At Book Expo America 2013, the presenters from Douglas County CO and their partner Califa, did an exceptional presentation which was eye opening, to say the least.
The Douglas County Library System has bought and installed their own server to disseminate ebooks which they buy (yes, buy) from the publishers directly. The publishers they are dealing with are cooperating fully, allowing both the purchase and dissemination of their backlists and current publications through the DCL system. Douglas County continues to work with aggregators such as Overdrive for popular and brand name authors, but also maintains an in-house set of e-files that are not subject to the whims of an outside entity, thereby creating a base of e-books which are considered to be the property of the library---an archive of useable files either direct from publishers, along with access to the Gutenberg project and any of the other accessible e-book collections springing up around the internet.
They have partnered with Workman to buy their entire e-book backlist, as well as buying selectively from other publishers, and at present have over 27,000 titles in their ebook collection. They do work with the publishers by including a “buy now” button on all their ebooks, and still allow only one checkout per patron at a time. Their publishing partners include Akashic , Crabtree, Poisoned Pen, Rose, Smashwords, Dzanc, Sourcebook and Tyndale, among many others. They receive an average of 40% discount on their print purchases and ask for similar discounts on their electronic purchases. They don’t always get it, but they do get it often enough to make it workable. They have integrated their catalog to include all titles in one listing, so that a single search could produce titles from their “publishing partners”, Overdrive, or physical books. Have a look at their downloadables page on their catalog : http://douglascountylibraries.org/downloadables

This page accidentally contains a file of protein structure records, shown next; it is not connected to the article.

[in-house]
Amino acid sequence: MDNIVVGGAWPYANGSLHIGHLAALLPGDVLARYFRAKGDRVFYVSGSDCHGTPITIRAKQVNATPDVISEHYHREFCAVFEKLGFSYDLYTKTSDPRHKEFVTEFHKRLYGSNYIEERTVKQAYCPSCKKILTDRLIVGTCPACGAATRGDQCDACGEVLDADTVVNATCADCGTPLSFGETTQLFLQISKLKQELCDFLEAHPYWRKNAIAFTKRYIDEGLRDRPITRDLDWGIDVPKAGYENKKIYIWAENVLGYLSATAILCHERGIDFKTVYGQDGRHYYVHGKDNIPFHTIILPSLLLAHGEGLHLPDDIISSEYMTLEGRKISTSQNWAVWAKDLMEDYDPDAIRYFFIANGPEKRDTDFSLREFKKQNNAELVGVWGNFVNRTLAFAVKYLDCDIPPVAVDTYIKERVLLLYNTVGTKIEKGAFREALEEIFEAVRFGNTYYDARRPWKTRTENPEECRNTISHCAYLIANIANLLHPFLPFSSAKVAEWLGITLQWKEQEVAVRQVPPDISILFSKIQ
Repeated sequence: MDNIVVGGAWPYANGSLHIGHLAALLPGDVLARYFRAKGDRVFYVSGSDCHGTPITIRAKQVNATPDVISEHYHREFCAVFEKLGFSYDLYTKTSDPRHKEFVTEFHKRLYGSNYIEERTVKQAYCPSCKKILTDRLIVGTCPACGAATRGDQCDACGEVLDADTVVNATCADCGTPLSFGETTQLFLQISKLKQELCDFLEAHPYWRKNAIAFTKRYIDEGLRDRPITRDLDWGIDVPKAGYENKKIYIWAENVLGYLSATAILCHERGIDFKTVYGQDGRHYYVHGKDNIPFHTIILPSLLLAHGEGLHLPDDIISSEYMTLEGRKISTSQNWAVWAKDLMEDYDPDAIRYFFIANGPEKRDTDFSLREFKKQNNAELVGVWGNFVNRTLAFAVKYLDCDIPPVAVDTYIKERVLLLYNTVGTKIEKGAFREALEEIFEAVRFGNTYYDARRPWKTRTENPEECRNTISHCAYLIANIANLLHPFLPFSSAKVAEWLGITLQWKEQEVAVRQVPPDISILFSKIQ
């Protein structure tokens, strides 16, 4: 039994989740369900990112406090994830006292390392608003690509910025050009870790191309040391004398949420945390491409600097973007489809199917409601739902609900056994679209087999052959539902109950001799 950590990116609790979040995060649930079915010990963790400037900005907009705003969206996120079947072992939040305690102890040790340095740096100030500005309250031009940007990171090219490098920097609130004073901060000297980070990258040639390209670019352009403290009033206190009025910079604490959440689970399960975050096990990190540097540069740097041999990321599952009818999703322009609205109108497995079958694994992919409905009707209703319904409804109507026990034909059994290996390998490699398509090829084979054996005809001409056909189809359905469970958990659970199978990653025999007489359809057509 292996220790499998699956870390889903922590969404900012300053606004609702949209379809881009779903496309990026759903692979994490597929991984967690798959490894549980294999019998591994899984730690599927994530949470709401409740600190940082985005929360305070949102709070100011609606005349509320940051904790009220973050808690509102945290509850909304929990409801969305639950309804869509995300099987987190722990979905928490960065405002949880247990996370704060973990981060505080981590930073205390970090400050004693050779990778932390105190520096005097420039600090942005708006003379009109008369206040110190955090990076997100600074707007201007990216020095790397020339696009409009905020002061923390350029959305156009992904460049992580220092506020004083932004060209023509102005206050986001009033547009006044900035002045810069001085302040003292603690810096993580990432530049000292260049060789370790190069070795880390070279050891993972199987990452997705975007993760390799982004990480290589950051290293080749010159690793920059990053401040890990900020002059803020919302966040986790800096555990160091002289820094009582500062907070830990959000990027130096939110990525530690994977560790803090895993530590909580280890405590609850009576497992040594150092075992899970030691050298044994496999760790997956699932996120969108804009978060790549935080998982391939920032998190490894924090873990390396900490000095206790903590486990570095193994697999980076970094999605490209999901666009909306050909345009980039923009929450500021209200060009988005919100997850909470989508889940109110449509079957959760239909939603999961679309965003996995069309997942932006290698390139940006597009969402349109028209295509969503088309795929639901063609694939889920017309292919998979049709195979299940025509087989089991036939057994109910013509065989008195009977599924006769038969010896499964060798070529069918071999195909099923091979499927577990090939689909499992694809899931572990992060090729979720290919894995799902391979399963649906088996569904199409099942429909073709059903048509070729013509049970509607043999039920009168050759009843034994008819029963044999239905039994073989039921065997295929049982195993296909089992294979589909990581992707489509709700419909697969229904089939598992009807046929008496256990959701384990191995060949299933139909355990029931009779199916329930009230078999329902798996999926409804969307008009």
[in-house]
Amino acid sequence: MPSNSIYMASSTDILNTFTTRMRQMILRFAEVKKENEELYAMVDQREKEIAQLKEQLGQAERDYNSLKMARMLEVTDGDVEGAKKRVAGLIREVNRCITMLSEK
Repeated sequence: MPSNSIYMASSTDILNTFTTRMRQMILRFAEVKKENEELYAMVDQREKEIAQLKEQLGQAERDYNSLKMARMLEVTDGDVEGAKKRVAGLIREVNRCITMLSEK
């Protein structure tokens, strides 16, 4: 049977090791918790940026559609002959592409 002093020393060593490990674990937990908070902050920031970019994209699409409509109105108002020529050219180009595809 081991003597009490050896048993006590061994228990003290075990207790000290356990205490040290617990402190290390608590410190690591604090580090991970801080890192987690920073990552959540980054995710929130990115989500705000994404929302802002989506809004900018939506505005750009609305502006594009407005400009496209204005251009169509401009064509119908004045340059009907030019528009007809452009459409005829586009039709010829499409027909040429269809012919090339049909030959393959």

To put it simply, Douglas County has radically changed “the rules of the game”. And Califa, a consortium which was launched with a Library Services and Technology Act grant from the California State Library in July, 2003, (as many California libraries were being denied funding due to the state of California’s budget at the time) has extended the playing field even more. They have just launched their own answer to the e-book question, and e-book project called Enki, (named after the Sumerian deity of mischief, creativity and intelligence) which uses Open Source software to extend and amplify the work that Douglas County has begun. With Enki, the process becomes useable for ILL, among other benefits, but more importantly allows access to the software that would otherwise be prohibitive, even for those libraries which might be able to afford their own server. Here’s a link to their explanation of the E-book project: http://califa.org/ebooks.php which explains it far better than I can here.
Now, I’m in no way an IT person, nor did I understand much of the computer jargon that peppered the questions and answers that followed the presentation. But I do know enough to believe that this is the first experiment since the inception of e-books in libraries that is showing another path for libraries to take which will effectively return control of our collections to our own hands. And it couldn’t come soon enough, in my opinion. Bravo to both Douglas County and Califa…and stay tuned. They have only just begun, and the future for libraries looks very different from the way it looked even six months ago!
For more information, here are some contacts that are happy to discuss this with all comers:
For purchasing logistics, discounts, and acquisition information: Sharon Nemechek: firstname.lastname@example.org or Rochelle Logan: email@example.com
For technical questions, including DRM, filei formats and processes: Monique Sendz: firstname.lastname@example.org
Any of the above can also be reached by phone: (303) 791-7323.
- Doris @Central